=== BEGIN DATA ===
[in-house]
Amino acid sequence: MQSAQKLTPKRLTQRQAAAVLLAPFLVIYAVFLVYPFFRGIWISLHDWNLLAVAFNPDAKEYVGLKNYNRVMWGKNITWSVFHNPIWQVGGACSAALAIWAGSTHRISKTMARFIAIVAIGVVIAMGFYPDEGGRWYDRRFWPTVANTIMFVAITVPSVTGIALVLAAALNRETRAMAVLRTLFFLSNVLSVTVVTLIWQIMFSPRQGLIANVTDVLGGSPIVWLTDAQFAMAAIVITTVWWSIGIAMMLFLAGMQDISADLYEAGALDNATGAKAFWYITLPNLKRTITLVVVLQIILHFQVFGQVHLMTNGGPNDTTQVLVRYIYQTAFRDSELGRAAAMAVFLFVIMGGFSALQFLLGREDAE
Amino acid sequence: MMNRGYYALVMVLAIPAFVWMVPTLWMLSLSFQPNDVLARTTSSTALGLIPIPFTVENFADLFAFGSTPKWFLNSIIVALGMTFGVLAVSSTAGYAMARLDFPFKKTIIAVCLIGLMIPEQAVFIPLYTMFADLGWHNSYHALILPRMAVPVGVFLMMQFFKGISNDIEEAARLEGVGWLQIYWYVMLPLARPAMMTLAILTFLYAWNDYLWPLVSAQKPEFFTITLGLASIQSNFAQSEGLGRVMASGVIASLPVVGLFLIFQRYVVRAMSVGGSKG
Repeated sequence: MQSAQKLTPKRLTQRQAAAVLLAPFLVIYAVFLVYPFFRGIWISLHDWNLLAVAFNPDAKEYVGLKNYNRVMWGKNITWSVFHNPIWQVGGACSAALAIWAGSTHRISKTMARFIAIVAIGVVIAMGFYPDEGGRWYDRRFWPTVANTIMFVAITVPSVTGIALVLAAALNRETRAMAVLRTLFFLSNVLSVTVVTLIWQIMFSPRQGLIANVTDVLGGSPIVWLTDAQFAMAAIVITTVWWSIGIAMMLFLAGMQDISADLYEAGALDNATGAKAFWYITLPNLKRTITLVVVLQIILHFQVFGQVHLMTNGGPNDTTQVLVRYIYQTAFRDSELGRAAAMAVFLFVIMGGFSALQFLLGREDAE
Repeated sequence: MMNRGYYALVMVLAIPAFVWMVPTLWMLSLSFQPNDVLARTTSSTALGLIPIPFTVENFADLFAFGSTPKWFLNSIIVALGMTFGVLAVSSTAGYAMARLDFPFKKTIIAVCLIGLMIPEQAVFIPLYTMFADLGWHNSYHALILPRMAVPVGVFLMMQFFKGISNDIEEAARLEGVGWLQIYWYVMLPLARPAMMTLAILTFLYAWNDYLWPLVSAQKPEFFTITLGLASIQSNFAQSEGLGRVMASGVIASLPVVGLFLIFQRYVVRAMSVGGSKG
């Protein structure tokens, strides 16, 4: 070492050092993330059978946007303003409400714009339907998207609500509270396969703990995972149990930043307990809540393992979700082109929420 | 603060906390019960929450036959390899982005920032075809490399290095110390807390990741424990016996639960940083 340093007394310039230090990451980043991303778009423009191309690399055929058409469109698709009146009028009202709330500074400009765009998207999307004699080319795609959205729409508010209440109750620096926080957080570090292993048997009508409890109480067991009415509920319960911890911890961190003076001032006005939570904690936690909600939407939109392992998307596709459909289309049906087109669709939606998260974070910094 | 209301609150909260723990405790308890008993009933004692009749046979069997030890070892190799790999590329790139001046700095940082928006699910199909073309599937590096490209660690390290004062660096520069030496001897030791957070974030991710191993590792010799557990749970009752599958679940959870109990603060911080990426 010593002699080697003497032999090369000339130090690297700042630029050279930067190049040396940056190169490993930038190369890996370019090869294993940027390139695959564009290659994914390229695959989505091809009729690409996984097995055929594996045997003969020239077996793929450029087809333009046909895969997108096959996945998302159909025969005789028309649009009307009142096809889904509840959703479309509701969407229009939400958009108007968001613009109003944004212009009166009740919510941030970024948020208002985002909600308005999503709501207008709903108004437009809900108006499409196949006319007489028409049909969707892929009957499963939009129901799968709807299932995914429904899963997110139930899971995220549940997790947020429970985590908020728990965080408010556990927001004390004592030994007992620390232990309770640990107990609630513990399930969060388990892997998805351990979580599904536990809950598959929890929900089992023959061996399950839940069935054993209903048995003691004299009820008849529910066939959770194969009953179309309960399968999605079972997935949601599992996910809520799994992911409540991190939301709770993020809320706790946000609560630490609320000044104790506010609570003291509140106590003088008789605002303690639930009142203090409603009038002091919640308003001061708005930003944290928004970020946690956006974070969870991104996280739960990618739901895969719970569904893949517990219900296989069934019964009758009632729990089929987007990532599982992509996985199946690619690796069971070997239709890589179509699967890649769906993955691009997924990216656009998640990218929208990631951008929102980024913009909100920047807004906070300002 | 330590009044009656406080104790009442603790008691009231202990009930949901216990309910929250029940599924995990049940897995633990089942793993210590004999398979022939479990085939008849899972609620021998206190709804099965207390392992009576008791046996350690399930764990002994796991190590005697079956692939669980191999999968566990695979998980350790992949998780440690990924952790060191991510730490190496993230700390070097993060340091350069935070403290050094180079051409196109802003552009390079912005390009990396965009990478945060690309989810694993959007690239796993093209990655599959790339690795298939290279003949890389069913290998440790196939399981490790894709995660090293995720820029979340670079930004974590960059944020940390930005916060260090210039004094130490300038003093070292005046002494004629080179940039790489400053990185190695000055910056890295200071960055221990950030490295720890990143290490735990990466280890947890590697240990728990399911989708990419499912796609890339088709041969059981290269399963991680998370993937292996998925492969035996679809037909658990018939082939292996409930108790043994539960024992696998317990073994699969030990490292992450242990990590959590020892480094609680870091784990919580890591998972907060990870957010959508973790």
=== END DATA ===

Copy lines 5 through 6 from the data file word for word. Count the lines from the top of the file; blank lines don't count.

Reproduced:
Repeated sequence: MMNRGYYALVMVLAIPAFVWMVPTLWMLSLSFQPNDVLARTTSSTALGLIPIPFTVENFADLFAFGSTPKWFLNSIIVALGMTFGVLAVSSTAGYAMARLDFPFKKTIIAVCLIGLMIPEQAVFIPLYTMFADLGWHNSYHALILPRMAVPVGVFLMMQFFKGISNDIEEAARLEGVGWLQIYWYVMLPLARPAMMTLAILTFLYAWNDYLWPLVSAQKPEFFTITLGLASIQSNFAQSEGLGRVMASGVIASLPVVGLFLIFQRYVVRAMSVGGSKG
């Protein structure tokens, strides 16, 4: 070492050092993330059978946007303003409400714009339907998207609500509270396969703990995972149990930043307990809540393992979700082109929420 | 603060906390019960929450036959390899982005920032075809490399290095110390807390990741424990016996639960940083 340093007394310039230090990451980043991303778009423009191309690399055929058409469109698709009146009028009202709330500074400009765009998207999307004699080319795609959205729409508010209440109750620096926080957080570090292993048997009508409890109480067991009415509920319960911890911890961190003076001032006005939570904690936690909600939407939109392992998307596709459909289309049906087109669709939606998260974070910094 | 209301609150909260723990405790308890008993009933004692009749046979069997030890070892190799790999590329790139001046700095940082928006699910199909073309599937590096490209660690390290004062660096520069030496001897030791957070974030991710191993590792010799557990749970009752599958679940959870109990603060911080990426 010593002699080697003497032999090369000339130090690297700042630029050279930067190049040396940056190169490993930038190369890996370019090869294993940027390139695959564009290659994914390229695959989505091809009729690409996984097995055929594996045997003969020239077996793929450029087809333009046909895969997108096959996945998302159909025969005789028309649009009307009142096809889904509840959703479309509701969407229009939400958009108007968001613009109003944004212009009166009740919510941030970024948020208002985002909600308005999503709501207008709903108004437009809900108006499409196949006319007489028409049909969707892929009957499963939009129901799968709807299932995914429904899963997110139930899971995220549940997790947020429970985590908020728990965080408010556990927001004390004592030994007992620390232990309770640990107990609630513990399930969060388990892997998805351990979580599904536990809950598959929890929900089992023959061996399950839940069935054993209903048995003691004299009820008849529910066939959770194969009953179309309960399968999605079972997935949601599992996910809520799994992911409540991190939301709770993020809320706790946000609560630490609320000044104790506010609570003291509140106590003088008789605002303690639930009142203090409603009038002091919640308003001061708005930003944290928004970020946690956006974070969870991104996280739960990618739901895969719970569904893949517990219900296989069934019964009758009632729990089929987007990532599982992509996985199946690619690796069971070997239709890589179509699967890649769906993955691009997924990216656009998640990218929208990631951008929102980024913009909100920047807004906070300002 | 330590009044009656406080104790009442603790008691009231202990009930949901216990309910929250029940599924995990049940897995633990089942793993210590004999398979022939479990085939008849899972609620021998206190709804099965207390392992009576008791046996350690399930764990002994796991190590005697079956692939669980191999999968566990695979998980350790992949998780440690990924952790060191991510730490190496993230700390070097993060340091350069935070403290050094180079051409196109802003552009390079912005390009990396965009990478945060690309989810694993959007690239796993093209990655599959790339690795298939290279003949890389069913290998440790196939399981490790894709995660090293995720820029979340670079930004974590960059944020940390930005916060260090210039004094130490300038003093070292005046002494004629080179940039790489400053990185190695000055910056890295200071960055221990950030490295720890990143290490735990990466280890947890590697240990728990399911989708990419499912796609890339088709041969059981290269399963991680998370993937292996998925492969035996679809037909658990018939082939292996409930108790043994539960024992696998317990073994699969030990490292992450242990990590959590020892480094609680870091784990919580890591998972907060990870957010959508973790």